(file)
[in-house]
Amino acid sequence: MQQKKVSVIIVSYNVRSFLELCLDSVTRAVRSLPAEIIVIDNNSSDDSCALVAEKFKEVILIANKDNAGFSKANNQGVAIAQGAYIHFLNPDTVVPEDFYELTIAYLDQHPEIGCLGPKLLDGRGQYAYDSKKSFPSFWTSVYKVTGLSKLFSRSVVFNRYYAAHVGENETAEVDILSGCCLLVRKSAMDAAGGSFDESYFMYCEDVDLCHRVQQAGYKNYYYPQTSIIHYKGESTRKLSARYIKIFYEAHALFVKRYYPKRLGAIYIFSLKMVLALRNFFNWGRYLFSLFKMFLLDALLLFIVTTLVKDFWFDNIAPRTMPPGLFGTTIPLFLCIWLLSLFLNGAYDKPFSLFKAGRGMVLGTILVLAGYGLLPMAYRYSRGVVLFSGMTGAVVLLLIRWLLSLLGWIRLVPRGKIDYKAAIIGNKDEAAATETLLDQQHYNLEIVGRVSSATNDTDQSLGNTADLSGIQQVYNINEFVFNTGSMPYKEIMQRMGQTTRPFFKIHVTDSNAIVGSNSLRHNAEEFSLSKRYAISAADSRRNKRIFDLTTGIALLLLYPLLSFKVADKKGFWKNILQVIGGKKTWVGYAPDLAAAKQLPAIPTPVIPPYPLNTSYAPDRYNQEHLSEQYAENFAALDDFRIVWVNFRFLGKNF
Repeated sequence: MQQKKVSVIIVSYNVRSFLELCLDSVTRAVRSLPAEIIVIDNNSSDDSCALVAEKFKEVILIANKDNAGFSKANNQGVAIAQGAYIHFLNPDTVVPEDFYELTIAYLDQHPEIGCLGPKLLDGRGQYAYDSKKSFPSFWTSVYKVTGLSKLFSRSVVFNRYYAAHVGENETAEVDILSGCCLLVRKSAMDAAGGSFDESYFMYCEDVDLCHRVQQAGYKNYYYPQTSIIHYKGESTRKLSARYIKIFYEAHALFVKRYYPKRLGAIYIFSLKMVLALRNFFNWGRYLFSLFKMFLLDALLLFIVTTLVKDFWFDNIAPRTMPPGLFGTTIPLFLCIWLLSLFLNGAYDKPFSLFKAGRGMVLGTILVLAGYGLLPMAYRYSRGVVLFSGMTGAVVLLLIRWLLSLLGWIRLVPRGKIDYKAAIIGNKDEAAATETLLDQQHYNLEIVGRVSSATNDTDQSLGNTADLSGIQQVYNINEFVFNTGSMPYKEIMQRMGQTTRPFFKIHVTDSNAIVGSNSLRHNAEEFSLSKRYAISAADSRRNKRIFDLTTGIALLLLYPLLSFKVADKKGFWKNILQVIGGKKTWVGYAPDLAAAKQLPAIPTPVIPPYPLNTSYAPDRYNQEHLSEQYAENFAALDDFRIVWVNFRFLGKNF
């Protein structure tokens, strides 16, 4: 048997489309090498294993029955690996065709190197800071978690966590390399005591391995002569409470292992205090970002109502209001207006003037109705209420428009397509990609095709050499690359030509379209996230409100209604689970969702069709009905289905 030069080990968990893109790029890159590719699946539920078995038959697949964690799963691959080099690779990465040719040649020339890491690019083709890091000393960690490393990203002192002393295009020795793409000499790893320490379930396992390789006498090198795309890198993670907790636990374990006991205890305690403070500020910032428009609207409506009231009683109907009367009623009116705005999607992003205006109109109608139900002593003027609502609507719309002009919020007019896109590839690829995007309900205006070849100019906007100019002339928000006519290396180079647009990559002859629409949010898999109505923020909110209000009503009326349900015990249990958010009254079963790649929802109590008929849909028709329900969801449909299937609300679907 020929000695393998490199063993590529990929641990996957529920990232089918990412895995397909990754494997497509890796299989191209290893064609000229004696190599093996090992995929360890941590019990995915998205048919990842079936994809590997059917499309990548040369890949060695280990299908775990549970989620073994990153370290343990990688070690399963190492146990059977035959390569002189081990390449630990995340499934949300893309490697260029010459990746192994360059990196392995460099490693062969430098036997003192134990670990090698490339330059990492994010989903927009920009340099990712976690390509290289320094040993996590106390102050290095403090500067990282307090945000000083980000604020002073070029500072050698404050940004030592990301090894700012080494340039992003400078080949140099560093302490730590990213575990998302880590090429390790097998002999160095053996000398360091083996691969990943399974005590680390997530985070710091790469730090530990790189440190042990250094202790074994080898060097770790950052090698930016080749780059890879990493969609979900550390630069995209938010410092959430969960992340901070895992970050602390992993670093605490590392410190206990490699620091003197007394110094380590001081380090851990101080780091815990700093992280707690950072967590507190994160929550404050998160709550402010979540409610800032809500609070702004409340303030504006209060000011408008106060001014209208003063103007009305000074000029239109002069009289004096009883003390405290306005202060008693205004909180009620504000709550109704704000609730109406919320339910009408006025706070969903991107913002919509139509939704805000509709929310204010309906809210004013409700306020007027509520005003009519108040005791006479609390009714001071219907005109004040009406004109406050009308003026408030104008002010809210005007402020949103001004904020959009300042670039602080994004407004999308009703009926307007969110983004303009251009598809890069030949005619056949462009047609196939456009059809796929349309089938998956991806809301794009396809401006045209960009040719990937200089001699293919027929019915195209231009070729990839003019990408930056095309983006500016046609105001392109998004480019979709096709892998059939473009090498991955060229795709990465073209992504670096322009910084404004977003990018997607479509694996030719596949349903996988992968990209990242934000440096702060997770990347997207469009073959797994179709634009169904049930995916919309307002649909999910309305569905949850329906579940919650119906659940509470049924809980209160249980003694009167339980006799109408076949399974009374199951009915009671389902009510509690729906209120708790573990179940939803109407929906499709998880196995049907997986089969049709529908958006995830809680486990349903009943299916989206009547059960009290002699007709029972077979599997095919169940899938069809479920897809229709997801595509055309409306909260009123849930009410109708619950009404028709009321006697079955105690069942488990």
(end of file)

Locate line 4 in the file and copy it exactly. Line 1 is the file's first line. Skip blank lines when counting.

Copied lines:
């Protein structure tokens, strides 16, 4: 048997489309090498294993029955690996065709190197800071978690966590390399005591391995002569409470292992205090970002109502209001207006003037109705209420428009397509990609095709050499690359030509379209996230409100209604689970969702069709009905289905 030069080990968990893109790029890159590719699946539920078995038959697949964690799963691959080099690779990465040719040649020339890491690019083709890091000393960690490393990203002192002393295009020795793409000499790893320490379930396992390789006498090198795309890198993670907790636990374990006991205890305690403070500020910032428009609207409506009231009683109907009367009623009116705005999607992003205006109109109608139900002593003027609502609507719309002009919020007019896109590839690829995007309900205006070849100019906007100019002339928000006519290396180079647009990559002859629409949010898999109505923020909110209000009503009326349900015990249990958010009254079963790649929802109590008929849909028709329900969801449909299937609300679907 020929000695393998490199063993590529990929641990996957529920990232089918990412895995397909990754494997497509890796299989191209290893064609000229004696190599093996090992995929360890941590019990995915998205048919990842079936994809590997059917499309990548040369890949060695280990299908775990549970989620073994990153370290343990990688070690399963190492146990059977035959390569002189081990390449630990995340499934949300893309490697260029010459990746192994360059990196392995460099490693062969430098036997003192134990670990090698490339330059990492994010989903927009920009340099990712976690390509290289320094040993996590106390102050290095403090500067990282307090945000000083980000604020002073070029500072050698404050940004030592990301090894700012080494340039992003400078080949140099560093302490730590990213575990998302880590090429390790097998002999160095053996000398360091083996691969990943399974005590680390997530985070710091790469730090530990790189440190042990250094202790074994080898060097770790950052090698930016080749780059890879990493969609979900550390630069995209938010410092959430969960992340901070895992970050602390992993670093605490590392410190206990490699620091003197007394110094380590001081380090851990101080780091815990700093992280707690950072967590507190994160929550404050998160709550402010979540409610800032809500609070702004409340303030504006209060000011408008106060001014209208003063103007009305000074000029239109002069009289004096009883003390405290306005202060008693205004909180009620504000709550109704704000609730109406919320339910009408006025706070969903991107913002919509139509939704805000509709929310204010309906809210004013409700306020007027509520005003009519108040005791006479609390009714001071219907005109004040009406004109406050009308003026408030104008002010809210005007402020949103001004904020959009300042670039602080994004407004999308009703009926307007969110983004303009251009598809890069030949005619056949462009047609196939456009059809796929349309089938998956991806809301794009396809401006045209960009040719990937200089001699293919027929019915195209231009070729990839003019990408930056095309983006500016046609105001392109998004480019979709096709892998059939473009090498991955060229795709990465073209992504670096322009910084404004977003990018997607479509694996030719596949349903996988992968990209990242934000440096702060997770990347997207469009073959797994179709634009169904049930995916919309307002649909999910309305569905949850329906579940919650119906659940509470049924809980209160249980003694009167339980006799109408076949399974009374199951009915009671389902009510509690729906209120708790573990179940939803109407929906499709998880196995049907997986089969049709529908958006995830809680486990349903009943299916989206009547059960009290002699007709029972077979599997095919169940899938069809479920897809229709997801595509055309409306909260009123849930009410109708619950009404028709009321006697079955105690069942488990």